Thursday, June 4, 2009


Opposition coalition accuses the Government

Due to the ongoing dramas taking place in Benin healthcare system, the several and repeated strikes in the healthcare sector resulting in the death of children and pregnant women, the Opposition coalition of G4, G13 and Force Clé voices its indignation. The Opposition leaders accuse President Boni Yayi’s Government of what they see as indifference on its part. Here is the joined statement that they released on Monday, May 25, 2009:

Health centers, at district level, at commune level, at the level of the sanitary areas, in fact have been no longer working. In the best case, one meet Monday and Friday, some health workers frustrated and deluded. The people, confused, are now forced to turn either to self-medication or to private healthcare centers, of which most of the best are poorly supervised, with neither the staff nor the appropriate equipment. In public health, dramas are being played daily, with losses of human lives, including children and pregnant women.

This long paralysis almost incomprehensible of the health system in our country is due, according to the workers and leaders of different labor unions to:

- A lack of medical equipment;

- A lack of staff in all medical professions;

- Disparities or inequities in payments of a number of financial gains owed to workers (bonuses, allowances ...)

- Promises or unfulfilled commitments regarding professional reclassification or transfer of a number of workers in the health sector, poor management of human resources.

The FCBE/UMPP State, its government and its head, up to day, have not felt the need to give any explanation or even any attention to the cries of distress of the population and health personnel. President Yayi Boni and his government so love the people that they leave them dying in silence. Those who are alive are struggling in this situation of acute social crisis and insecurity. They are drenched with the immoral shuttle of official vehicles and bustle of the "presidential visits" punctuated with meetings of propaganda, and "ministerial visits" including the visit of the Minister of Health in "search of arable land" and "young people to recruit into agriculture ", and "explanations tours" of ministers, of heads of central public administration, culminating in marches of support, religious cults of support and even adulation and praise to the glory of the President of the Republic. Some media organizations, especially the State media, lack neither the zeal, nor the ingenuity to fill our ears, our eyes, and our minds. In addition, in the silence, children, pregnant women, poor people have been dying before the closed door of the care and delivery room.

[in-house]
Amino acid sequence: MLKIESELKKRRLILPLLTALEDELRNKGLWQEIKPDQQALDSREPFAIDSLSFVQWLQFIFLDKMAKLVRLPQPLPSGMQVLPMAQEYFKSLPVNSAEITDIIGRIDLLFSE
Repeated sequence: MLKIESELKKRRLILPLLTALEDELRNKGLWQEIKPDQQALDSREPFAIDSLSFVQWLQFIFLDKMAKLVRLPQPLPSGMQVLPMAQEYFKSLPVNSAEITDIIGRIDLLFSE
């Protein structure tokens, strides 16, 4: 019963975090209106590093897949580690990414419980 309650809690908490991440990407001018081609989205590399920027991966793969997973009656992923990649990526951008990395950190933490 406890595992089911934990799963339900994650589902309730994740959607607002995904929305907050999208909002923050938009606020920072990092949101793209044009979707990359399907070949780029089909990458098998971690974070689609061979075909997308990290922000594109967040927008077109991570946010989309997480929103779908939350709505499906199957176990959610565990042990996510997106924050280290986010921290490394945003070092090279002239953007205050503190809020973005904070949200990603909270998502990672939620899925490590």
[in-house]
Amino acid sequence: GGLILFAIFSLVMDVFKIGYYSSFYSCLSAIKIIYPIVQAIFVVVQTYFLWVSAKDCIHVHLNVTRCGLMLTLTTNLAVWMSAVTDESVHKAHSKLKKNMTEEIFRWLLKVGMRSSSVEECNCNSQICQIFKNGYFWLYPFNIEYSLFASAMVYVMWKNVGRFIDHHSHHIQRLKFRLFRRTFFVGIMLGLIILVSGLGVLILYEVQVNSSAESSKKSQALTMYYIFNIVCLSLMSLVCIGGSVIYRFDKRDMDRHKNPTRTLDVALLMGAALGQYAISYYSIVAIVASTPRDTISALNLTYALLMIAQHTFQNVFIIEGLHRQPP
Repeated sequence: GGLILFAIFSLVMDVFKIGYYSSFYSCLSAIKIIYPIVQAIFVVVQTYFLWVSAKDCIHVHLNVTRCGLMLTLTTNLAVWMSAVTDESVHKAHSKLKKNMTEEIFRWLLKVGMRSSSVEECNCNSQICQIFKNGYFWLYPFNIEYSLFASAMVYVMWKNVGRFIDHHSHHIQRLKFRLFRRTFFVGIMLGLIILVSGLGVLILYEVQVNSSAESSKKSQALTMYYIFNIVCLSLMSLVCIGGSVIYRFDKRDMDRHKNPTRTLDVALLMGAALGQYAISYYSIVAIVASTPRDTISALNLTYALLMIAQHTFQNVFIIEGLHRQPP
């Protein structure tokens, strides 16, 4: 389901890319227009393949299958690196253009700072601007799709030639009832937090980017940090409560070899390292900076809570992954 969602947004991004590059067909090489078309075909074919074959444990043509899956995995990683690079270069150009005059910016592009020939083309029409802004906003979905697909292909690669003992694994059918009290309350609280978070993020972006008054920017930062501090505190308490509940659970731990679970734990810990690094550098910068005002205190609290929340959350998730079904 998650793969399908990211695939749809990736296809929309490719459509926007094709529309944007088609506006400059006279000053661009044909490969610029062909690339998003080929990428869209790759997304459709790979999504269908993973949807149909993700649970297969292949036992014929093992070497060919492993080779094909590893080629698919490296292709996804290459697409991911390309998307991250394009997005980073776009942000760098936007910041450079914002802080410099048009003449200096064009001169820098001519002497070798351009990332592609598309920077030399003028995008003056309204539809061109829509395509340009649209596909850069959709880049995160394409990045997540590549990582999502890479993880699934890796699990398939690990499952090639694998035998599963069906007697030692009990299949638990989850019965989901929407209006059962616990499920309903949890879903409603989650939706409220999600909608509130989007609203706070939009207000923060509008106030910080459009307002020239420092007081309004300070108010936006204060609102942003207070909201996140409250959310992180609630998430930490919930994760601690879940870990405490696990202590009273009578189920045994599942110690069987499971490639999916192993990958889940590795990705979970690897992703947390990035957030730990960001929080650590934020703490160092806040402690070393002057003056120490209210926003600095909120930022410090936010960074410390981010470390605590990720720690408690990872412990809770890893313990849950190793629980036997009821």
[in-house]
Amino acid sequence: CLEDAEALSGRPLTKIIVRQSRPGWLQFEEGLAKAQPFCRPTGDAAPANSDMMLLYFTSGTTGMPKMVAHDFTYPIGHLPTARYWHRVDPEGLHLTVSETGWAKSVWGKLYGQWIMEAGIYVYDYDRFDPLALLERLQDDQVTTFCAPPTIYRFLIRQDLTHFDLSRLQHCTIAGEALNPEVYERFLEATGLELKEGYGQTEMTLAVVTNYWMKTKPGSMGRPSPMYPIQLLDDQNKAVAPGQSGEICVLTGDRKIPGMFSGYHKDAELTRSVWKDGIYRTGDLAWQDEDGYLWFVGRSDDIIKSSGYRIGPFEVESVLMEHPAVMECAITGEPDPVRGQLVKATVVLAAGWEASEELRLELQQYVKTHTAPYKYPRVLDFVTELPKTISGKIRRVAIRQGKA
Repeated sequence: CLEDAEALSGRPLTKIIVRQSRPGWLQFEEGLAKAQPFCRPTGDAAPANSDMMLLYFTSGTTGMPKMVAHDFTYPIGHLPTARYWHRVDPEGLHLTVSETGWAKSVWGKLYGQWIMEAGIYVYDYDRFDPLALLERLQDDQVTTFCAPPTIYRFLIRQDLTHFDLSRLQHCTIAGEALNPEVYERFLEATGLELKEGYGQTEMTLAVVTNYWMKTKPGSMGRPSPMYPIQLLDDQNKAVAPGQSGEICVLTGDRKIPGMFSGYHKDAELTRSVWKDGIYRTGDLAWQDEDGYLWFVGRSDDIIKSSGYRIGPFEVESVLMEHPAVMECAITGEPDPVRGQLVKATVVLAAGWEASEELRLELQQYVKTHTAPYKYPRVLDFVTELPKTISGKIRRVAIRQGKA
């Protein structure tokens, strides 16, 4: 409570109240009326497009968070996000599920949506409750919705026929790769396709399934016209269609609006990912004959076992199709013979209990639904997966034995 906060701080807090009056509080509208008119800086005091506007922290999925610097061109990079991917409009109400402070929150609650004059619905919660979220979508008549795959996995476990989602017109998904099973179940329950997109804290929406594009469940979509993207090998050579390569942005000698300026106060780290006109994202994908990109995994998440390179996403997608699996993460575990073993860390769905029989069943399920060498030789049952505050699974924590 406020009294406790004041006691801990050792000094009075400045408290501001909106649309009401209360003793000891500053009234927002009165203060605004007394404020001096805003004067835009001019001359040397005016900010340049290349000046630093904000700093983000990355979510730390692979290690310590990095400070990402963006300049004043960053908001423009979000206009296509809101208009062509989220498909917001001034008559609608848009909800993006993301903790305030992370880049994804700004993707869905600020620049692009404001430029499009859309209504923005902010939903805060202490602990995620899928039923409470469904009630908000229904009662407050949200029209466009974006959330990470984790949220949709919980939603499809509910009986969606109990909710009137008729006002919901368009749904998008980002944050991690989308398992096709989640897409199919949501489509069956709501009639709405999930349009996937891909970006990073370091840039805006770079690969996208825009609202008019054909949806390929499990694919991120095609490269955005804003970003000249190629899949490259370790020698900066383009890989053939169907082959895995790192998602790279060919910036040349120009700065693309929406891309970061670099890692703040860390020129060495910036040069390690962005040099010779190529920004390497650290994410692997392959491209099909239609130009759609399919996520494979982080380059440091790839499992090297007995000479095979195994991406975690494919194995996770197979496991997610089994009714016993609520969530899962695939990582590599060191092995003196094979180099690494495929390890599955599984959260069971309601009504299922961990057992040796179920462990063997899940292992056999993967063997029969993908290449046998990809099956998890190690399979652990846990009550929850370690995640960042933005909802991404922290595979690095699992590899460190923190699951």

Faced with this situation, political organizations united in the Union makes the Nation (G4, G13 and Force Clé).

- Express their sincere sympathy with the Beninese people of urban and rural areas for the human, moral and material dramas they have been undergoing because of the almost complete paralysis of the health system in our country;

- Strongly denounce the indifference displayed by the Government and its head and diversionary maneuvers organized to hide the real suffering of our people and divert attention, including attention of foreign public opinion, to images falsely idyllic regarding the country’s situation

- Require that the Government start without delay, direct, frank and open dialogue with employees about the problems they pointed out, that it resolve them diligently, instead of running away from the real problems and engaging in an illegal and morally offensive campaign;

- Ask MPs to question the Government on the crisis in the health sector;

- Call on workers, including health workers of all categories, to be patient, reasonable, but also open to dialogue, so that the talks with the Government lead as earlier as possible to a resumption of work in the highest interest of the overwhelming majority of citizens, who have been arrogantly laughed at by a minority which came to power under the conditions that you know, and wishes to confiscate this power through diversion and propaganda.

The Union makes the Nation calls on all genuine democrats in our country to commit themselves further to sensitizing and raising the consciousness of our people, so that they are not, once again, deceived or being the victims of demagoguery and populism, for none will be allowed anymore to say, "We did not know" or "We have fooled ourselves." The more profound is the night, the nearer is the day.

Cotonou, 25 May 2009

Coordination of Unit makes the Nation


The event was celebrated at South Africa Embassy

At the South African Embassy in Cotonou, Benin officials, local diplomatic community, and South Africans living in Benin met late Wednesday evening to celebrate the end of the apartheid regime on March 17, 1992 thanks to a referendum, which resulted in the abolition of the system of racial discrimination in place in South Africa.

Alfred Cossi Chodaton

The Benin Government was represented at the ceremony by a delegation headed by Mr. Désiré Adadja, Minister in charge of Communication and Information Technology and Mr. Justin ADAMAI, Minister in charge of Environment and Ecology. Other institutions were also represented. The Chairman of the Constitutional Court, Robert Dossou represented his Institution. Joseph Gnonlonfoun represented the Audiovisual and Communication High Authority (HAAC), Moïse Mensah represented the High Commissar of Concerted Governance. There were also MPs who attended the ceremony